For over forty years, Gabriel Josipovici has maintained a stubborn rearguard action for modernism and the stylistic claims of the nouveau roman, against the philistinism he perceives in the English literary scene. Through his incisive criticism and a steady stream of short, dialogue-driven novels (Hotel Andromeda is his 18th), he’s continued to uphold a banner that most interested parties had given up for lost around 1980. When they’re good, Josipovici’s novels possess a cool tonal singularity; when they’re bad, they’re dull to the point of parody. A typical exchange of the second type occurs, for example, in his 1971 novel Words:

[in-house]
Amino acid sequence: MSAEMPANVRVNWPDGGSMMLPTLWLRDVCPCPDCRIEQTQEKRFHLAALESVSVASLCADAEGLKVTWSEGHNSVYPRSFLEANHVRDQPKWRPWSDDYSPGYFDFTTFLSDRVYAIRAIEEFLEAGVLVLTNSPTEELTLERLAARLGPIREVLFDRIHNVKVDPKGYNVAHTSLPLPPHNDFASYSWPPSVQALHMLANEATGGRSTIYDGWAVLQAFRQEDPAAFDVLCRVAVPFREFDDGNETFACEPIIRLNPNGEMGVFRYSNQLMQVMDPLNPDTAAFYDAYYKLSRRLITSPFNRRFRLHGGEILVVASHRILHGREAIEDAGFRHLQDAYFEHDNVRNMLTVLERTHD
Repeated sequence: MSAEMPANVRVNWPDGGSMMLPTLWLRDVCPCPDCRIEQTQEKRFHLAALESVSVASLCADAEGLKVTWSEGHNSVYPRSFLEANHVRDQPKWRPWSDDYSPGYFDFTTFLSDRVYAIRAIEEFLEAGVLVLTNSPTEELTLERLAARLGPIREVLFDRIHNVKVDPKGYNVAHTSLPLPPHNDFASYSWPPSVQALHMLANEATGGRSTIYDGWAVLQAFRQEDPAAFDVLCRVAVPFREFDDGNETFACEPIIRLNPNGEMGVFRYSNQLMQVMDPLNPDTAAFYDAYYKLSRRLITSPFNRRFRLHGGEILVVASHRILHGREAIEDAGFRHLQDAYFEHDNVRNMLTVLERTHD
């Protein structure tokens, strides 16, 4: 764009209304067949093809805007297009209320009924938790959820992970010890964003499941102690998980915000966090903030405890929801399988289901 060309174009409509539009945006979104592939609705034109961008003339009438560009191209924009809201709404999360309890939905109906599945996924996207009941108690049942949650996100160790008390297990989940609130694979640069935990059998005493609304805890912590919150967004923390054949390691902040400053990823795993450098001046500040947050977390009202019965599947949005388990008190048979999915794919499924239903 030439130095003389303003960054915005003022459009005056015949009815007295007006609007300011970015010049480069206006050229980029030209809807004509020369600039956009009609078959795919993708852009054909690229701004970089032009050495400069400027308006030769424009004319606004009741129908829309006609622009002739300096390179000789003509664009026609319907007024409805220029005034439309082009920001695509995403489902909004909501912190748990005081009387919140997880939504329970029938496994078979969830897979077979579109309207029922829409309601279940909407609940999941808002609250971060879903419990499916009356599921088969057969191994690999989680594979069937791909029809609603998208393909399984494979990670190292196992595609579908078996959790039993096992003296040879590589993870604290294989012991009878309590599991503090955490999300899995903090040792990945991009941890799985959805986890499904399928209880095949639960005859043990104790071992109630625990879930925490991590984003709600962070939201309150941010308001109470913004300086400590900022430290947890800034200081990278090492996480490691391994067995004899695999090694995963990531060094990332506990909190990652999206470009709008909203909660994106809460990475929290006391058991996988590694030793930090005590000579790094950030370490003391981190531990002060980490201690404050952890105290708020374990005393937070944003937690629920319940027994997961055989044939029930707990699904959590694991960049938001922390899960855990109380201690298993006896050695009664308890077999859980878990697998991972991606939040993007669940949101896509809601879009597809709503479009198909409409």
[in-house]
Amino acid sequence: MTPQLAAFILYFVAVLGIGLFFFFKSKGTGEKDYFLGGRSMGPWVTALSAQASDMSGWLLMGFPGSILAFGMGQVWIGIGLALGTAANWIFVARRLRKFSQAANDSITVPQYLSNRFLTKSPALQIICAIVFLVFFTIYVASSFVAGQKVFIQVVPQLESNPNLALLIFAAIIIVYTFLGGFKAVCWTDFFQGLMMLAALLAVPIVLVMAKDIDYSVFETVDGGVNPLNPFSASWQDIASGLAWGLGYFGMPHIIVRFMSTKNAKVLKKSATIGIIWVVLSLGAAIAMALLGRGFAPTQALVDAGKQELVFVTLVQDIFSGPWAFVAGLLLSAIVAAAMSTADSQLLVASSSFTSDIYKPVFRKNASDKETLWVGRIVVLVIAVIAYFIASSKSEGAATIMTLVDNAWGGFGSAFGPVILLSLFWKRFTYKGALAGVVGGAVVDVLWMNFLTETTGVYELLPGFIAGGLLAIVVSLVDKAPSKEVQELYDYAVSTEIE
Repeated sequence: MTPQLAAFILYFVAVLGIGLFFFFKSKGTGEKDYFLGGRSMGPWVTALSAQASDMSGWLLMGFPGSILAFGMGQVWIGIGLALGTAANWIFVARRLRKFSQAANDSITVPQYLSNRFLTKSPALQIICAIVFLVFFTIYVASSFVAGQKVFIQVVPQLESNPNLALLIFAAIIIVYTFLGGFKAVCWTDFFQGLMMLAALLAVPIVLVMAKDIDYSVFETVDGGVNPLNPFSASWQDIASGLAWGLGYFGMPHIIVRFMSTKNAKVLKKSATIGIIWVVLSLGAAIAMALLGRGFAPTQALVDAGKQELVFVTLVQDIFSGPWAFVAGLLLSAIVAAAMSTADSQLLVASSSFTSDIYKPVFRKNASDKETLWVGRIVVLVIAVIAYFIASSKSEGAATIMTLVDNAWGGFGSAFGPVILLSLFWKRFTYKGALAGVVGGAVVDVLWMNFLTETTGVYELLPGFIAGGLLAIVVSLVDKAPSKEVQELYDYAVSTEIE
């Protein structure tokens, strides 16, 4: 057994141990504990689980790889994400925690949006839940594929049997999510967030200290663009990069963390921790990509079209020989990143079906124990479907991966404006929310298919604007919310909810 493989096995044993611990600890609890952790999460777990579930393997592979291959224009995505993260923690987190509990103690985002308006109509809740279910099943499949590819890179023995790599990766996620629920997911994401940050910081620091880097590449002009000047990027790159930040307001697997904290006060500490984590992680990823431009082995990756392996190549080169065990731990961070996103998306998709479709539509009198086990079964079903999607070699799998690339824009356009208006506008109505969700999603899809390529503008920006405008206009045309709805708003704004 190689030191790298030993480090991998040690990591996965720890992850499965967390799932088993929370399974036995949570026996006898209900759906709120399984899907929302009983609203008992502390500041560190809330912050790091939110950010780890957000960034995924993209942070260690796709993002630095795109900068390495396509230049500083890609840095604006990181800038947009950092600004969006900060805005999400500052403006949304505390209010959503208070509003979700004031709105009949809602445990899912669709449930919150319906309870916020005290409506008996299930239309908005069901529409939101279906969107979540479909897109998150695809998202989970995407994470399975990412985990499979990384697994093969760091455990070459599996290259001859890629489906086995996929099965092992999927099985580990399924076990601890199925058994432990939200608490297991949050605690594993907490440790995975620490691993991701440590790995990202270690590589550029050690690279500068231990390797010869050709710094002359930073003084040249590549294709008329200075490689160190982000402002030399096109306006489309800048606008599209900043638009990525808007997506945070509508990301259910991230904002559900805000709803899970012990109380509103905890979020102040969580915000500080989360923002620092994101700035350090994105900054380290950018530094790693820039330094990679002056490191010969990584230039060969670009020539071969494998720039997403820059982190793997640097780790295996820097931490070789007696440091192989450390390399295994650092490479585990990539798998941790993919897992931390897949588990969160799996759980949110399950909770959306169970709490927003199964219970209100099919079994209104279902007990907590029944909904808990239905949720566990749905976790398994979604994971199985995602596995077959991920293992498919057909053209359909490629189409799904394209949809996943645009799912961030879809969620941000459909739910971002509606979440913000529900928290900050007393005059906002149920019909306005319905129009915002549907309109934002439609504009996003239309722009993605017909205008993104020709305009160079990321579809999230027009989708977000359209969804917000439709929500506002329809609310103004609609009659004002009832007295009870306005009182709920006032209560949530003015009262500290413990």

Louis pushed his plate away. ‘It’s funny,’ he said, ‘but you know I was often tempted to look you up. When I was in Rome. But I didn’t.’
‘No,’ she said.
‘There didn’t seem to be much point, somehow.’
The inevitable response to such passages is to tacitly agree with Louis that, no,